Recent studies have revealed the importance of outlier cells in complex cellular systems. Quantifying heterogeneity in such systems may lead to a better understanding of organ engineering, microtumor growth, and disease models, as well as more precise drug design. We used the ability of quantitative phase imaging to perform long-term imaging of cell growth to estimate the “influence” of cellular clusters on their neighbors. We validated our approach by analyzing epithelial and fibroblast cultures imaged over the course of several days. Interestingly, we found that there is a significant number of cells characterized by a medium correlation between their growth rate and distance (modulus of the Pearson coefficient between 0.25-.5). Furthermore, we found a small percentage of cells exhibiting strong such correlations, which we label as “influencer” cellular clusters. Our approach might find important applications in studying dynamic phenomena, such as organogenesis and metastasis.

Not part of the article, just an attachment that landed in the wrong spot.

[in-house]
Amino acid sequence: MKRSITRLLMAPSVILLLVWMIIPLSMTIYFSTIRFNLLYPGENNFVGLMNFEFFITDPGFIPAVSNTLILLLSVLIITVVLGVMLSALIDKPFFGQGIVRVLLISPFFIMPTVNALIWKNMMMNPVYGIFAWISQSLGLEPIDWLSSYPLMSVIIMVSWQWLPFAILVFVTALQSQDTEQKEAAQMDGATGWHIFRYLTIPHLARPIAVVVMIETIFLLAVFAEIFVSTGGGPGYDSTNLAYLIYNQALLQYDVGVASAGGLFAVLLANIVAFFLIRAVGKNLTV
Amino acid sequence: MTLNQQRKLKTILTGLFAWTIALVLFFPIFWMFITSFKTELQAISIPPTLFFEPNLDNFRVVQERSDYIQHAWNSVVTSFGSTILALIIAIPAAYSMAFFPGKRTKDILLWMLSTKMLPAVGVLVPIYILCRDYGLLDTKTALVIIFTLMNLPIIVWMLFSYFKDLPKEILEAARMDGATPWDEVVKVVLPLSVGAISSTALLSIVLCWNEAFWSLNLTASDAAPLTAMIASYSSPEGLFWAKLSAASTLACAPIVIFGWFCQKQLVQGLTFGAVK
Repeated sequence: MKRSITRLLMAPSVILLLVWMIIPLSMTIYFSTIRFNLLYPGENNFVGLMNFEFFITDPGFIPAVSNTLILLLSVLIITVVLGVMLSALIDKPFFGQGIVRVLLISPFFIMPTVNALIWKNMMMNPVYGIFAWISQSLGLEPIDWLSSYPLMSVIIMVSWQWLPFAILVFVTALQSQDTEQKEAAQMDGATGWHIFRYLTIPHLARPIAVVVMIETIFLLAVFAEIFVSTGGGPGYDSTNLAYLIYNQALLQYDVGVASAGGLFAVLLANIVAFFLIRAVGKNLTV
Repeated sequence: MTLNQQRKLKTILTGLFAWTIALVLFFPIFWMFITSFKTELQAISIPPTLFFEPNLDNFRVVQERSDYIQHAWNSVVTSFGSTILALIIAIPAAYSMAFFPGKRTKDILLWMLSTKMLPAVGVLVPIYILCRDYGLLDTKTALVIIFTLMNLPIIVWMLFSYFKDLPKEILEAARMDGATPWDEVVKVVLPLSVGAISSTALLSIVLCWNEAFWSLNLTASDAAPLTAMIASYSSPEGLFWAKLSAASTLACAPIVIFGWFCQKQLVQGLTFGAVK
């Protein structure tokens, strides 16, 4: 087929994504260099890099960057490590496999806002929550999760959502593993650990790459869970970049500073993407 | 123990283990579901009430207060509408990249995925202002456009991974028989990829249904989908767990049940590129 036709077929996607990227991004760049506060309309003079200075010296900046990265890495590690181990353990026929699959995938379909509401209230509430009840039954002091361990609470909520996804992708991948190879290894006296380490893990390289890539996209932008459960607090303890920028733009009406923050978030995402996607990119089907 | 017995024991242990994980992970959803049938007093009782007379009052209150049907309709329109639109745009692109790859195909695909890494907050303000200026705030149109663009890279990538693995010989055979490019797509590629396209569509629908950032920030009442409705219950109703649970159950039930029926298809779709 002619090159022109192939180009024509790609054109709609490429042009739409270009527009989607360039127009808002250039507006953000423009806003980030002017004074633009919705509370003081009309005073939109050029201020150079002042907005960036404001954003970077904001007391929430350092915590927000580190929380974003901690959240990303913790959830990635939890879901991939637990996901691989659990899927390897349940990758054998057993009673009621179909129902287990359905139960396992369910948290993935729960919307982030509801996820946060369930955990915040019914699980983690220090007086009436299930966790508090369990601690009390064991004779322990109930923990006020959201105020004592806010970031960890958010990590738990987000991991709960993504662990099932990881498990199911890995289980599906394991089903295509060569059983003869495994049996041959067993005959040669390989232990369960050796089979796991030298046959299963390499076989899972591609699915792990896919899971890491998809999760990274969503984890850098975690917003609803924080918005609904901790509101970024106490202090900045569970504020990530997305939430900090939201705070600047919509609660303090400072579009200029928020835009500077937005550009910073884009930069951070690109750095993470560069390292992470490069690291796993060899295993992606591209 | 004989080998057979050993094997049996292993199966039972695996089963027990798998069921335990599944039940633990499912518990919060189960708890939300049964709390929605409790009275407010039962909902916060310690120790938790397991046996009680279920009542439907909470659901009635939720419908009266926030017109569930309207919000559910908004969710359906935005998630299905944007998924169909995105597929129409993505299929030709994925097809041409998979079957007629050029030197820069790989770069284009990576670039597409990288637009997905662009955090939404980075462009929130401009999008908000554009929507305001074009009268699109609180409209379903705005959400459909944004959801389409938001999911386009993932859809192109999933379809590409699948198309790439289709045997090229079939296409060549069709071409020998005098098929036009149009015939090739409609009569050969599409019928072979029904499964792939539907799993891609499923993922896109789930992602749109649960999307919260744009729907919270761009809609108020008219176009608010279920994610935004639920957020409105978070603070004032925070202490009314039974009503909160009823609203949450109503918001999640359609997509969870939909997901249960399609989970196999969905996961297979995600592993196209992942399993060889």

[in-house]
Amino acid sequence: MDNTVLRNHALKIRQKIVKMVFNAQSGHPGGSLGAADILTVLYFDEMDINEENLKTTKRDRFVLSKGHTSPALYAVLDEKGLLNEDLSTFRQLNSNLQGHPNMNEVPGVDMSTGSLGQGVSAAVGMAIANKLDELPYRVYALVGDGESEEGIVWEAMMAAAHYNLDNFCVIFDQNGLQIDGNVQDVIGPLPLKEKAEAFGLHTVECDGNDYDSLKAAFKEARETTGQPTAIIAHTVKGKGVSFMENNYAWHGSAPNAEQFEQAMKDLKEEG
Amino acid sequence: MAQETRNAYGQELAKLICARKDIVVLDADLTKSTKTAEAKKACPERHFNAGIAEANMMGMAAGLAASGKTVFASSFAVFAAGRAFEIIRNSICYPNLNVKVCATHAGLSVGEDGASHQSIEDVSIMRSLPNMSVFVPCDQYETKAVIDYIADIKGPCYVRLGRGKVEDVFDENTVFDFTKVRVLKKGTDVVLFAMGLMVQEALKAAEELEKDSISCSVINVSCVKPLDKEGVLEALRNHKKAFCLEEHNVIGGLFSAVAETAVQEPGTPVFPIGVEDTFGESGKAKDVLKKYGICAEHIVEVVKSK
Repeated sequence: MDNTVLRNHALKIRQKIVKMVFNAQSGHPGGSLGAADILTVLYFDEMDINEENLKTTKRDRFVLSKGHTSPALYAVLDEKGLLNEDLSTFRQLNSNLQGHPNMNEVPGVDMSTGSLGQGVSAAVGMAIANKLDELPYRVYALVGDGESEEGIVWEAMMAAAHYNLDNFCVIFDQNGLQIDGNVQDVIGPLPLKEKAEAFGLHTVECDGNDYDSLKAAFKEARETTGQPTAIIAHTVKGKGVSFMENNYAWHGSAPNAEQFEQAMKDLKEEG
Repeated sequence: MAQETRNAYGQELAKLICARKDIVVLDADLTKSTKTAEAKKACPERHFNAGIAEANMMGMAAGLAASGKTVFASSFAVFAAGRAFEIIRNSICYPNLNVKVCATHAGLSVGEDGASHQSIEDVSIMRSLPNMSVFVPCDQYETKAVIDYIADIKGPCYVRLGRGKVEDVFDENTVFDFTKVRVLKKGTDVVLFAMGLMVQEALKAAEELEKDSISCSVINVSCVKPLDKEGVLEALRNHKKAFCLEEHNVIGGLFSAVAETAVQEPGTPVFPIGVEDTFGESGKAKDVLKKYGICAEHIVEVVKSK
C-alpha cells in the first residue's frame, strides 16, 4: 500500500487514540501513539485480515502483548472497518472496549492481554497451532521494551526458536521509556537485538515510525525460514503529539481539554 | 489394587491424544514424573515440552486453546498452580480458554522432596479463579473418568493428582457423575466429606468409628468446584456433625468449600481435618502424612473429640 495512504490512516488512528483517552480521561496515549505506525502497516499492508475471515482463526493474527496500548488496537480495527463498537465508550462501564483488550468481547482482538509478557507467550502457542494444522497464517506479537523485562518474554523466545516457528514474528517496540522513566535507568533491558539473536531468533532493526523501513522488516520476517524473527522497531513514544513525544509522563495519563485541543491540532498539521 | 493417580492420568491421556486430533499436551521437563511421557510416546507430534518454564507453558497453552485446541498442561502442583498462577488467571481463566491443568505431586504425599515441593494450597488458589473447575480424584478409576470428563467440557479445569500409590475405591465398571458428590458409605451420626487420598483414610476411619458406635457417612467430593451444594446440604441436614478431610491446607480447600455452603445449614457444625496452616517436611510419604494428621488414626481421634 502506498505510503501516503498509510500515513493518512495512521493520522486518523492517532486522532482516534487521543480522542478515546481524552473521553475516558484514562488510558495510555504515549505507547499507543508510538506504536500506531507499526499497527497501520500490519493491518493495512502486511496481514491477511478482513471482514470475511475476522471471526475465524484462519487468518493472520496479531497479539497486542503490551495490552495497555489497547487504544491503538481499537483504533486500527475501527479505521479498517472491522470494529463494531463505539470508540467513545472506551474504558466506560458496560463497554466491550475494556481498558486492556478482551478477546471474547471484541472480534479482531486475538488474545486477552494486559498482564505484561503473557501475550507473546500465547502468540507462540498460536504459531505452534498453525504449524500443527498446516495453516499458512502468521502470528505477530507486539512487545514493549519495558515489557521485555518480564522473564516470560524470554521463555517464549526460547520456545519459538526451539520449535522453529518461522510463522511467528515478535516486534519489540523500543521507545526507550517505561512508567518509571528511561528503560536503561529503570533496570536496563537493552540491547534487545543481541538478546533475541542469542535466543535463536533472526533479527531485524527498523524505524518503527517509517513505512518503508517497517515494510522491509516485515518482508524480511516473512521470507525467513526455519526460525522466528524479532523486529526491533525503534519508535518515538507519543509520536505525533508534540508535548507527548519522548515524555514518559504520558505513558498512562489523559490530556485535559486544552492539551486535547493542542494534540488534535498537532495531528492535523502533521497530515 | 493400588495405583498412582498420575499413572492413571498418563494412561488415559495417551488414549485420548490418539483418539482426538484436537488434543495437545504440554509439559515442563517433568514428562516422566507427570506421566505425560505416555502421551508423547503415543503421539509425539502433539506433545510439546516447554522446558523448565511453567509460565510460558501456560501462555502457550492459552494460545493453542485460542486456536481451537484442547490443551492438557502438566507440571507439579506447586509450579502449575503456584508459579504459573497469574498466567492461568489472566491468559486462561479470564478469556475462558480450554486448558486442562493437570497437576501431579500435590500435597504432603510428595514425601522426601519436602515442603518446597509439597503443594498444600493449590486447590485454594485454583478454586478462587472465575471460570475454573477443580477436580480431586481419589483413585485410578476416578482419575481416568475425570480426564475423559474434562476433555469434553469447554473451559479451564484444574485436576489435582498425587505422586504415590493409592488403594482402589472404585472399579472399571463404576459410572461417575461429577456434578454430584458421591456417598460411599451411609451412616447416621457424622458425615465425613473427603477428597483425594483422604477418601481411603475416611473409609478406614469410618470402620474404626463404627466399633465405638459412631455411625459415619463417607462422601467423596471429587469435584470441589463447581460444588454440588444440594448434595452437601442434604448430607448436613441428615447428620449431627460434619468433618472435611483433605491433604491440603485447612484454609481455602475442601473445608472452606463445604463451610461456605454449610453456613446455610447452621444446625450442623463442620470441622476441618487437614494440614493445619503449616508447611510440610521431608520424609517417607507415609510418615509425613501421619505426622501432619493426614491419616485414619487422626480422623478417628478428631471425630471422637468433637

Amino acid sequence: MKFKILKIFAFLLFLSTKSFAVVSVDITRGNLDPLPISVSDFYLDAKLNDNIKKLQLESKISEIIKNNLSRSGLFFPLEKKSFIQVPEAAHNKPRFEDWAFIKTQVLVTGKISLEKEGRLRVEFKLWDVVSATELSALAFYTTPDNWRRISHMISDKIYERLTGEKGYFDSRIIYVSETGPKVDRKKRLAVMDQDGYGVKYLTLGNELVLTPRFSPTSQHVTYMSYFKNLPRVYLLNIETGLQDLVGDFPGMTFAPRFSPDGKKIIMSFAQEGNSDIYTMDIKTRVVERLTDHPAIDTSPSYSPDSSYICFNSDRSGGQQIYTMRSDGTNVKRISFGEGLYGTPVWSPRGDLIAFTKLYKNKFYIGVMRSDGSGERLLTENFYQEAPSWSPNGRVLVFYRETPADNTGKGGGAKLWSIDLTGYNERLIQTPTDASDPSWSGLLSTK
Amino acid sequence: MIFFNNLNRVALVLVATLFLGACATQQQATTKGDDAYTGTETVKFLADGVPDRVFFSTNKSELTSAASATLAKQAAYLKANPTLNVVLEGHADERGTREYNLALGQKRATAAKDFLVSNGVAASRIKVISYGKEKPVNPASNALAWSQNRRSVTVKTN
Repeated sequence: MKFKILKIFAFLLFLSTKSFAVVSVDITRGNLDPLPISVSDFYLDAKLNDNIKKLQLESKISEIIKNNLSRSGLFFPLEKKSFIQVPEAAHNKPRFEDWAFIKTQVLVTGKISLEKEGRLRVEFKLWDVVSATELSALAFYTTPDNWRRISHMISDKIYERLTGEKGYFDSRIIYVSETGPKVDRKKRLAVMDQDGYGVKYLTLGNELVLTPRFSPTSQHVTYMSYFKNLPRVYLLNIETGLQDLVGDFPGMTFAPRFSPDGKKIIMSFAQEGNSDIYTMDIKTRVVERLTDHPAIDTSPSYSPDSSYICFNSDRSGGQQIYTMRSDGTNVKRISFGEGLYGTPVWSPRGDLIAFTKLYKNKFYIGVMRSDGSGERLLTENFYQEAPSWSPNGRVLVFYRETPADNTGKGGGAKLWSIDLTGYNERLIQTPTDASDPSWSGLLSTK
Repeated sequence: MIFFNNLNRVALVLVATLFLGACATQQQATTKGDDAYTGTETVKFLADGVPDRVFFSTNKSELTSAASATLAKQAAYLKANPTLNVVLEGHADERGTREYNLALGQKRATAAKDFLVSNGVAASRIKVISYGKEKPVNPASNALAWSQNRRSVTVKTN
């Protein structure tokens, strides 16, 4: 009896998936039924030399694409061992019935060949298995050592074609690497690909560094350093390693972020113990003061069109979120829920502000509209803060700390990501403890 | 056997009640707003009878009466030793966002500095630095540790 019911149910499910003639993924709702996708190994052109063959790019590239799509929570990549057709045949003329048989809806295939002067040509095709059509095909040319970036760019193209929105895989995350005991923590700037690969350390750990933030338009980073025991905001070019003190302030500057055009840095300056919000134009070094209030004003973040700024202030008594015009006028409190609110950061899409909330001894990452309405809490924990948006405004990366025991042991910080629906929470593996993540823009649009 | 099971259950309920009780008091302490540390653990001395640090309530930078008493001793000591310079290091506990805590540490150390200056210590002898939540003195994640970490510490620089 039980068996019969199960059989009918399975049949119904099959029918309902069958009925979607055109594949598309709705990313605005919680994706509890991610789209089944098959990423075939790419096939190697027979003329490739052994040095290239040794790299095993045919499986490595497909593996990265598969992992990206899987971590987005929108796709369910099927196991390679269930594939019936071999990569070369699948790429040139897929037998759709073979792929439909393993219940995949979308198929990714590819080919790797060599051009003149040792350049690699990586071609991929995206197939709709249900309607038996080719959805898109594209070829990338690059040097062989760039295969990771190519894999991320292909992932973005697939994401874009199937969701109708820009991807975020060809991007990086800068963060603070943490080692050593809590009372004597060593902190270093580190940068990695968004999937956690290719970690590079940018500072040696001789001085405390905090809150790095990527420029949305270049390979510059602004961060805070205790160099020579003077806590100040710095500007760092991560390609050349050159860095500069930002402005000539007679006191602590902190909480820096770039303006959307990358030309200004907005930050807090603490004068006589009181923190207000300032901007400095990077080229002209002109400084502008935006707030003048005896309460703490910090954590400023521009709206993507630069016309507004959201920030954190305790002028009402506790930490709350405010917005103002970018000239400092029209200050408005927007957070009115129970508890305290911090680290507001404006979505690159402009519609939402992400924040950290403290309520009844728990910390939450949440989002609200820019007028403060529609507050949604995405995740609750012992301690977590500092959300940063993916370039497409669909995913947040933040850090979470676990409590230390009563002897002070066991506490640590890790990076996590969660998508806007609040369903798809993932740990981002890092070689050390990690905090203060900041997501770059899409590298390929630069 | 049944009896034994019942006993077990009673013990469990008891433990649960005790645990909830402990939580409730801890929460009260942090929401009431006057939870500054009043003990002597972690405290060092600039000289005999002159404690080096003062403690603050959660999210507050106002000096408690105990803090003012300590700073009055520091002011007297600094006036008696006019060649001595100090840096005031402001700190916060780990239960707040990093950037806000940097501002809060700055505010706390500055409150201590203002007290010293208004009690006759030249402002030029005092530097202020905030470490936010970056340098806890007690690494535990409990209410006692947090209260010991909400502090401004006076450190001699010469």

ASJC Scopus subject areas
- Atomic and Molecular Physics, and Optics